One of the reasons why our students have with their Alma Mater such ties that cannot be severed is because of those faculty members who have given so much of themselves to Saint Ignatius and her young men. Personally, had it not been for two such teachers, I would have been more than satisfied to travel along my original career path in the legal trade.
I met the first of the two when I was a freshman at Ignatius in the 1973-74 school year. Tom Pasko, Hon. ’96, was unlike any teacher I had ever experienced. Wielding a yard stick, which he would occasionally bring down with a loud whip-like crack on the desk of an unsuspecting freshman, he bounced around the room describing events like the “defenestration of Prague” or the “crossing of the T at Tsushima” with an excitement that infected each of the members of Homeroom 1B despite it being the last period of the day.
But, beyond teaching us history, Tom exuded a love of language and literature. Each of his quizzes would have a bonus question related to the vocabulary from our selected readings in the history text books. It was in freshman World History, and not in second year Latin, that I learned that Julius Caesar was taciturn, meaning “reserved or saying little.” It was with Tom Pasko that I saw the movies Ivanhoe and Lord of the Flies, during which he would point out the similarities between characters on the screen and students in the class.
Last Sunday, Tom Pasko gave the first annual Dr. Michael Fr. Pennock ’64 Memorial Lecture to the members of the Class of 2019. Inspired by the “last lectures” that have sprung up on college campuses across the country, ours consisted of Mass, dinner, and Tom’s lecture. As first-time events go this one was definitely a great success, and in no small part due to the words of wisdom delivered by Tom. After a fascinating description of the path that brought him to Ignatius in the fall of 1965 Tom, now a long-time member of the English Department, took three poems and connected them with the present and future experiences of the seniors.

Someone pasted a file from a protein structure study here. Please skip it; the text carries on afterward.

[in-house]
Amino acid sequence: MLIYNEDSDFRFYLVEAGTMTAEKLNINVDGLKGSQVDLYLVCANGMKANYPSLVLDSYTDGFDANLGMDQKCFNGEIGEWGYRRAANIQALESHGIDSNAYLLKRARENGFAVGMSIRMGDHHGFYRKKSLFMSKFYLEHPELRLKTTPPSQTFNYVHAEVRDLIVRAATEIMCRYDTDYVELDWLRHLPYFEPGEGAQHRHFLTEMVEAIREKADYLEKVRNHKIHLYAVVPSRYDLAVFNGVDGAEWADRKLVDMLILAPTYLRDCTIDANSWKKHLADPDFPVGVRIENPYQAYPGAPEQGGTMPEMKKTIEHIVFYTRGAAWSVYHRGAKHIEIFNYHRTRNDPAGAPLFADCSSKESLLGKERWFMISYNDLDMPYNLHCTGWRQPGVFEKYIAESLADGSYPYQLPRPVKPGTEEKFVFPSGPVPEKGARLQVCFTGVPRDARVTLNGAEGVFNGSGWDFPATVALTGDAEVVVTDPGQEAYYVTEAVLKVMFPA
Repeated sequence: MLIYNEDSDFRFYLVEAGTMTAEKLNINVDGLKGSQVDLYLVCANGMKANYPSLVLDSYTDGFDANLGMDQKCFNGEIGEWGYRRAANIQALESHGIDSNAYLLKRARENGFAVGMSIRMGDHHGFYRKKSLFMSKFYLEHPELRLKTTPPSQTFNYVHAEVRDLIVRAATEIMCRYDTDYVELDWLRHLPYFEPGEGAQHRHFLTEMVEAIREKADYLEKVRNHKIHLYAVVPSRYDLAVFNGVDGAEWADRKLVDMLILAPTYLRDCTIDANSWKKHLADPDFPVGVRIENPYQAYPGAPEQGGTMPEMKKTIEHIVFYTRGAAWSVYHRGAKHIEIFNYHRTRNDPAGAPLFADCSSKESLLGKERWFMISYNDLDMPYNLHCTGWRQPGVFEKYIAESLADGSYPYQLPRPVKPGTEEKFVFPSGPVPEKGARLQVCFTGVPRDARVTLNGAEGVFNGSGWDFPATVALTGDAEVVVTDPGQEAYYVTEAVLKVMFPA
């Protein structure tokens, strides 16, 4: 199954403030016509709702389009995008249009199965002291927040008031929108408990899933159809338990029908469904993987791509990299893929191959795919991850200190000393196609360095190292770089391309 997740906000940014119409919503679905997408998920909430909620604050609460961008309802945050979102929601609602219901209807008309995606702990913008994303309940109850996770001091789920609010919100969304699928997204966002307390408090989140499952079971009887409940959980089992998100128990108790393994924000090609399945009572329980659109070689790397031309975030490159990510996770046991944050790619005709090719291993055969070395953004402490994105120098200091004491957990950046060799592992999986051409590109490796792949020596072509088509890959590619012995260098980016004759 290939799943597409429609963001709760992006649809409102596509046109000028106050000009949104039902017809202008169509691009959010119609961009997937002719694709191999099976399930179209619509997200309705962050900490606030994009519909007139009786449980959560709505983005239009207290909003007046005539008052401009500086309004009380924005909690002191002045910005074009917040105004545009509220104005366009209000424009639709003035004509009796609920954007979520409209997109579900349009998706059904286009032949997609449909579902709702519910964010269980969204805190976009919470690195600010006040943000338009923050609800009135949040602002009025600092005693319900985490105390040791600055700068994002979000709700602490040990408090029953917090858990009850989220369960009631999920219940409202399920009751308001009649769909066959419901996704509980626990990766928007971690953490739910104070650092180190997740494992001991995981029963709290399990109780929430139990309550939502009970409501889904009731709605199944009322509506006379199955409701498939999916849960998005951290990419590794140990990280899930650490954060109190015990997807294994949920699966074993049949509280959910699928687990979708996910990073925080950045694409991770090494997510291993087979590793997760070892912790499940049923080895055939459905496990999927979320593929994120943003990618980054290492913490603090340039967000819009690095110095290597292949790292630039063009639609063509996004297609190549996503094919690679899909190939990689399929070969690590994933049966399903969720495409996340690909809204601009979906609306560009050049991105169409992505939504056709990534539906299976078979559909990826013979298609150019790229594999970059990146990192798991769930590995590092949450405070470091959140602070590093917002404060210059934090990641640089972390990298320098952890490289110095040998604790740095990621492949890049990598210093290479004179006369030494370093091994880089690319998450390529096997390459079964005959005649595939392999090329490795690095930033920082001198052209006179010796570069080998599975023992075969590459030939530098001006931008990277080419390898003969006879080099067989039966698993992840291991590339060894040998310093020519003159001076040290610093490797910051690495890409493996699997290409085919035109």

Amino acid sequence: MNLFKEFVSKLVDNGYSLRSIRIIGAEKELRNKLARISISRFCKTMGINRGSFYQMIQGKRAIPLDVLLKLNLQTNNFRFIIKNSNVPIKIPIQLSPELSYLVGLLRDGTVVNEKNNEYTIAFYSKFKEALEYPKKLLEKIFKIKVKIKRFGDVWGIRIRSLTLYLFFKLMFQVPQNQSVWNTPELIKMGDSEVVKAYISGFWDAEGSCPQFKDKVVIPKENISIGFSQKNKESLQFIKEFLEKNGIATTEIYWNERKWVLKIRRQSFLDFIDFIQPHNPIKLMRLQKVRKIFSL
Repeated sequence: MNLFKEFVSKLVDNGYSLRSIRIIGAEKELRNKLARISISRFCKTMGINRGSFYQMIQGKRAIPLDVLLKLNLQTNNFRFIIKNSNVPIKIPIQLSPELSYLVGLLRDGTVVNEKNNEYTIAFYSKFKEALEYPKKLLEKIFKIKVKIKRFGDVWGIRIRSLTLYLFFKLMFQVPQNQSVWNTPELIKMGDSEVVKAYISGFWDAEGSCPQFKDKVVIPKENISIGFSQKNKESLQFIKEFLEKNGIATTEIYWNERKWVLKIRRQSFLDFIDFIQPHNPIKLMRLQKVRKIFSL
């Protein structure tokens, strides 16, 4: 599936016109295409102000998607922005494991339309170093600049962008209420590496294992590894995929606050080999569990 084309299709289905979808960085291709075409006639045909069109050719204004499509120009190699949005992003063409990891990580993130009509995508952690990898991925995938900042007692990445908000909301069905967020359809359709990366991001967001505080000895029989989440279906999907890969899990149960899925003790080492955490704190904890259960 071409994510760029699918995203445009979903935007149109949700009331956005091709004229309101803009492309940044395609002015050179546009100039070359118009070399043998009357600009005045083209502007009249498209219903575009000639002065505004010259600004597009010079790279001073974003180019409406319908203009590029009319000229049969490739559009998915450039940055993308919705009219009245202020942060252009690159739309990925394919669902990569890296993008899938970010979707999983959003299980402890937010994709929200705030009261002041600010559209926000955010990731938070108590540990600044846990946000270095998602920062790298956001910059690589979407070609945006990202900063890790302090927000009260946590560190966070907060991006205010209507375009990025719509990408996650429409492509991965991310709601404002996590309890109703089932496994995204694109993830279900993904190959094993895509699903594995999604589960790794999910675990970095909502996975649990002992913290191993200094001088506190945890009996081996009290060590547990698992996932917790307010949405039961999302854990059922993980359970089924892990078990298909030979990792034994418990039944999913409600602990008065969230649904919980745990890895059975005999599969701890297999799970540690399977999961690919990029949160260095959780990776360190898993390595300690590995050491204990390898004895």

For me, the most moving was “Stopping by the Woods on a Snowy Evening” by Robert Frost, a poem described by Tom as the best American poem ever written. He focused on the last stanza, and I truly hope that those words stay with our seniors for the rest of their lives and help to define the men they strive to become:
The woods are lovely, dark and deep,
But I have promises to keep,
And miles to go before I sleep,
And miles to go before I sleep.
For our seniors to always keep at the front of their thoughts that they have promises to keep – promises spoken and unspoken made to their wives, their children, their God – will give their lives a meaning beyond all measure.
And that is a fitting theme for the first Doc Pennock lecture. Doc was the other teacher who inspired me to follow in his footsteps, and he more than did his part to keep promises to those he loved. Famous for his “I love pizza, I love red wine, I love my wife” classroom dissertation Mike showed his students the necessary and unbreakable link between love and keeping promises.
Tom Pasko, Hon. ’96, did his close friend Doc Pennock proud by continuing that great legacy of love for his students through promises kept – in this case the promise of a lecture worthy of both its namesake and its inaugural speaker.